And the key to success their lies in transistors made of the semiconductor material, gallium nitride (GaN).
LEDs are extremely sensitive to variations and spikes in power. To function properly, they need a driver that ensures a constant supply of power at all times.
"This driver, which takes the alternating current from the grid and converts it into direct current with a reduced voltage, has a profound influence on the light yield and lifetime of the LED lamp as a whole," said Michael Kunzer, group manager at the Fraunhofer Institute for Applied Solid State Physics IAF in Germany.
This prompted researchers to focus their attention on voltage transformers featuring gallium nitride transistors.
During practical testing, the scientists found that the drivers developed using this new semiconductor material were extremely robust.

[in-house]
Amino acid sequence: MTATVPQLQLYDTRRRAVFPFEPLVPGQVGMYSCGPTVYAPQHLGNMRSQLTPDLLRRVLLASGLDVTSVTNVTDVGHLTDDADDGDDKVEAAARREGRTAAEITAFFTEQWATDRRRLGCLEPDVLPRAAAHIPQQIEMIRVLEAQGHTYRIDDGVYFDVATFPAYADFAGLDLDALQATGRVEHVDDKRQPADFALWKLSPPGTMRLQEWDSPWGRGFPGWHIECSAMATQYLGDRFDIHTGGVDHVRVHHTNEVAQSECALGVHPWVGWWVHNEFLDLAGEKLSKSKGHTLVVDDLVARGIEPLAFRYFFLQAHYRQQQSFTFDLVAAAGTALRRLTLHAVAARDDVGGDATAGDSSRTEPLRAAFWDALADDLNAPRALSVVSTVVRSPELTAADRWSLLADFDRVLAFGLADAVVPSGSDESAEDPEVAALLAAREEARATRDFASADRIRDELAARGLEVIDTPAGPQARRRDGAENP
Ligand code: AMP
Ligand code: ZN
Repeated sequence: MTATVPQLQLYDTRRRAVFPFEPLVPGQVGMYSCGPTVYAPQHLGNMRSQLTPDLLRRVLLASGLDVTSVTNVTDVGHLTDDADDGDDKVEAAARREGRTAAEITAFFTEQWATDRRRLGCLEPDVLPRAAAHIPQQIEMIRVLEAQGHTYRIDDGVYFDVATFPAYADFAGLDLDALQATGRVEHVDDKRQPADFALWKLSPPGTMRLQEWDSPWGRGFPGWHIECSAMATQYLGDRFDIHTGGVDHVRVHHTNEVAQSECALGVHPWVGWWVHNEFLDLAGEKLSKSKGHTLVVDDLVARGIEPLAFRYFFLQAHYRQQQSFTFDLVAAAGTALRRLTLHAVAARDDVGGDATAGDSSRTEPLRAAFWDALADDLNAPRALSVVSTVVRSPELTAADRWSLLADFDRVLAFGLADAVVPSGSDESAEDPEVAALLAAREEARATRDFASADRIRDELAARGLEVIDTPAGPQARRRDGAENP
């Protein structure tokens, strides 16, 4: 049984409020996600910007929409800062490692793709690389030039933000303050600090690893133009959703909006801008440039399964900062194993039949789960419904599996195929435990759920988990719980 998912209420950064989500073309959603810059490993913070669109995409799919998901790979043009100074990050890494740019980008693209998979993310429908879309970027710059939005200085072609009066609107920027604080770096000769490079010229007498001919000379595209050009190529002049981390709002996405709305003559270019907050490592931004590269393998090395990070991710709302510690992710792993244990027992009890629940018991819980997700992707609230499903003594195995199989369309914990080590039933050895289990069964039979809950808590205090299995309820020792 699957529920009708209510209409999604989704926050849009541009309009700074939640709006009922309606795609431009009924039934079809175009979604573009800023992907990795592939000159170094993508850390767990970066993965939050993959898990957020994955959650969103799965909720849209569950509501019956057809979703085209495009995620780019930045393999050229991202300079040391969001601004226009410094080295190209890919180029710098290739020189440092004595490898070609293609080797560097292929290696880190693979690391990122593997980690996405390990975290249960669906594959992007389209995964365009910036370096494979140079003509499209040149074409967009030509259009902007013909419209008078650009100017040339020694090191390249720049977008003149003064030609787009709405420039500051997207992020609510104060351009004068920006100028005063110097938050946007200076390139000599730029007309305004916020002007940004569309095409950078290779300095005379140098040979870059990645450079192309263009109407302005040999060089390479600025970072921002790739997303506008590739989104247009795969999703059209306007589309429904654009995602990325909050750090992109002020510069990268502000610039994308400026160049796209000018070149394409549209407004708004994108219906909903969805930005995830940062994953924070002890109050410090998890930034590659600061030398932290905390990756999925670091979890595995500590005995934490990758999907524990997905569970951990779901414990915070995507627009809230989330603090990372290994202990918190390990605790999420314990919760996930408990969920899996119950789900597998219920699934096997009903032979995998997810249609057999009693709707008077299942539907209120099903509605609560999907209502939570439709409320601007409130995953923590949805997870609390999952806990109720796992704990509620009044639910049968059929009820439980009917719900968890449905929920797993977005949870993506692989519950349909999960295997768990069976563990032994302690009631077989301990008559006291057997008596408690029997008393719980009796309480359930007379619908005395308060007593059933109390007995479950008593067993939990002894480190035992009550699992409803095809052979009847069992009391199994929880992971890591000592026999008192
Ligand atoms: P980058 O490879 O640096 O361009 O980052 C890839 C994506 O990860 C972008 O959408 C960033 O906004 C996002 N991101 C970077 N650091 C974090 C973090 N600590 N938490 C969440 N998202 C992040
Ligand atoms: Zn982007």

Components made of GaN can operate at higher currents, voltages and temperatures than standard silicon transistors.
"Heat plays a role both in the brightness and the service life of LED lamps," Kunzer added.
With the new semiconductor, the researchers were able to achieve an efficiency of 86 percent with the GaN driver - between one and four percentage points better than its silicon equivalent.
"Nearly 20 percent of energy consumption worldwide can be attributed to lighting so it is an area where savings are particularly worthwhile. One should not underestimate the role played by the efficiency of LED drivers as this is key to saving energy," Kunzer noted.